# Complex lambda expression as the key argument to sorted function

I have an example code:

```In : sorted([3, 1, None], key=lambda x: (x is None, x))
Out: [1, 3, None]

In : sorted([3, 1, None], key=lambda x: (x is not None, x))
Out: [None, 1, 3]

```

I think I do understand what it does – looks like it allows skipping the `None` values of the key during sorting, otherwise sorting will raise a `TypeError` trying to compare `int` to `None` – but I don’t understand how and why it works as it does. Specifically I am confused by the lambda function that returns a tuple.

I could not find anything relevant in the sorting HOWTO. I would appreciate an explanation or a link to where this behavior is documented.

Tuples are compared and sorted in lexicographical order:

```>>> sorted([(0, 17), (1,15), (0,12), (0, 9), (1, 8), (1, 7), (0, 2)])
[(0, 2), (0, 9), (0, 12), (0, 17), (1, 7), (1, 8), (1, 15)]
>>> (0, 12) < (1, 9)
True
>>> (0, 12) < (0, 13)
True
>>> (1, 12) < (0, 9)
False
```

“Lexicographical order” is just a fancy word for “like words in an English dictionary”: compare the first letter first, and only if the first letter is equal, then compare the second letter, and only if the first two letters are equal, then compare the third letter, etc.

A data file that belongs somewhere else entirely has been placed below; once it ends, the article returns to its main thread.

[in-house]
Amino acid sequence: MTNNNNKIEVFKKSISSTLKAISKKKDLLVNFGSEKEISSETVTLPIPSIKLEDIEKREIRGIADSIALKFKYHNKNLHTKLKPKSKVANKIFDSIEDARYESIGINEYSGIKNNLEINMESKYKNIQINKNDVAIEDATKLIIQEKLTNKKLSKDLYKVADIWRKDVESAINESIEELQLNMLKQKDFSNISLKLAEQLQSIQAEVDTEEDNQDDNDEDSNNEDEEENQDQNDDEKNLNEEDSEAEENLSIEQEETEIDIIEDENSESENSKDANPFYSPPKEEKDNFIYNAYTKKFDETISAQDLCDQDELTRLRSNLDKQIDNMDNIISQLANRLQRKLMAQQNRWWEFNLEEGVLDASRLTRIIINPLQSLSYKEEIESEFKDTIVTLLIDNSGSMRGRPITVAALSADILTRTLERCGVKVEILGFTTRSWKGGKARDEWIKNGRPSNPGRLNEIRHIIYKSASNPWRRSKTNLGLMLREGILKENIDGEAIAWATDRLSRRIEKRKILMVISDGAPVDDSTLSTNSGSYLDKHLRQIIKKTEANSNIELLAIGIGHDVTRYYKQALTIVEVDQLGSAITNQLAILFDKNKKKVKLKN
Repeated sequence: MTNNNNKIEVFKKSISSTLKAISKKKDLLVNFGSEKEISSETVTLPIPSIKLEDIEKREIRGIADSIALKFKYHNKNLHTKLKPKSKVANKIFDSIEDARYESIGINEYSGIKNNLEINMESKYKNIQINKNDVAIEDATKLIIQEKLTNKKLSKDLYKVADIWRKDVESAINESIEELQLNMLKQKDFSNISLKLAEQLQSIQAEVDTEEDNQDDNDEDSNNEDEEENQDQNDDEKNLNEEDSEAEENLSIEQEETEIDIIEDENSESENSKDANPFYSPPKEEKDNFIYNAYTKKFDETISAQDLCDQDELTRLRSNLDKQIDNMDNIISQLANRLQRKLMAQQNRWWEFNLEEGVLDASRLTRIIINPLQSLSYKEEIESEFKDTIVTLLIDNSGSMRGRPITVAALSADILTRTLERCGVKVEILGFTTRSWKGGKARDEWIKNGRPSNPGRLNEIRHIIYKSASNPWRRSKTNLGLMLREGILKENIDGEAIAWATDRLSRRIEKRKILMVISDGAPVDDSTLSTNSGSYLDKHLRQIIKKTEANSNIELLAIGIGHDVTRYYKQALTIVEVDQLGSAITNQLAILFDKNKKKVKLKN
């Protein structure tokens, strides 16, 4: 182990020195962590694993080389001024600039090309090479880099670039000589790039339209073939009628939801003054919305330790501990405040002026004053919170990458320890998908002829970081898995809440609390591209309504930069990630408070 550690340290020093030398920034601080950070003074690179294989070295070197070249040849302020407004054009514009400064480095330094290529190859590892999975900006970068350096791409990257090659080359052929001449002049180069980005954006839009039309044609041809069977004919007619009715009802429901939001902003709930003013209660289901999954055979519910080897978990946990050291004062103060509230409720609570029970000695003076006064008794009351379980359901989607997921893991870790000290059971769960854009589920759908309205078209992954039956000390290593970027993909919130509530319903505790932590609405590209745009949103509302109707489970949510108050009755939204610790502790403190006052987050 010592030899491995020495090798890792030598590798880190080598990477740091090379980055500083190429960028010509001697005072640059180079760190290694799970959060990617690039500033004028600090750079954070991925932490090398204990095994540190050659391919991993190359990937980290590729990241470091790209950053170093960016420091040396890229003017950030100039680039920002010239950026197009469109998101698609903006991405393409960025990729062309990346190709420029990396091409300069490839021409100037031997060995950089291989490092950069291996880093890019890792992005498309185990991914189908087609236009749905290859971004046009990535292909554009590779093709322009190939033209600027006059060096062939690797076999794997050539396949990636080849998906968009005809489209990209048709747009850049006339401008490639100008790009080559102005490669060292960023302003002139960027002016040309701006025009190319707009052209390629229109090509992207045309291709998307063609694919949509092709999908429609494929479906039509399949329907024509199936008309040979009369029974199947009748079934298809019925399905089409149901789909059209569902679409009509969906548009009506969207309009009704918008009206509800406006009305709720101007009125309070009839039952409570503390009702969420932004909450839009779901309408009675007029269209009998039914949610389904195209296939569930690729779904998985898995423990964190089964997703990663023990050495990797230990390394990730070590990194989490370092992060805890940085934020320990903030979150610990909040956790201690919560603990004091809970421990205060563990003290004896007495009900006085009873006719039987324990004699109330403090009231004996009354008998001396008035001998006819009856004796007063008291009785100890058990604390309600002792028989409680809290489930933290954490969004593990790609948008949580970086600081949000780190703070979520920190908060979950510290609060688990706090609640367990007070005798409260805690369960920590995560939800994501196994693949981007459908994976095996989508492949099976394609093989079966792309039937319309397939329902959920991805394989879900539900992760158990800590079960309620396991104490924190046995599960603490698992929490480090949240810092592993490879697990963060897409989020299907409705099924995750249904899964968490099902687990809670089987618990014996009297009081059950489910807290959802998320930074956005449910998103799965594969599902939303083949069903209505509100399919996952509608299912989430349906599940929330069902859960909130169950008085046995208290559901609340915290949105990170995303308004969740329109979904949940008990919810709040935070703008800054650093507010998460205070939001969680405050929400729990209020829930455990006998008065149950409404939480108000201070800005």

Using a tuple as the key, the tuples will also be compared in lexicographical order.

In your case, `x is None` and `x is not None` evaluate to boolean values, `True` or `False`.

Boolean values can be compared too:

```>>> False < True
True
>>> True < False
False
```

As a result, `sorted([3, 1, None], key=lambda x: (x is None, x))` will consider that the smallest elements are those for which `x is None` is False, and the biggest elements are those for which `x is None` is True:

```>>> sorted([3, 1, None], key=lambda x: (x is None, x))
[1, 3, None]
>>> sorted(map(lambda x: (x is None, x), [3, 1, None]))
[(False, 1), (False, 3), (True, None)]
```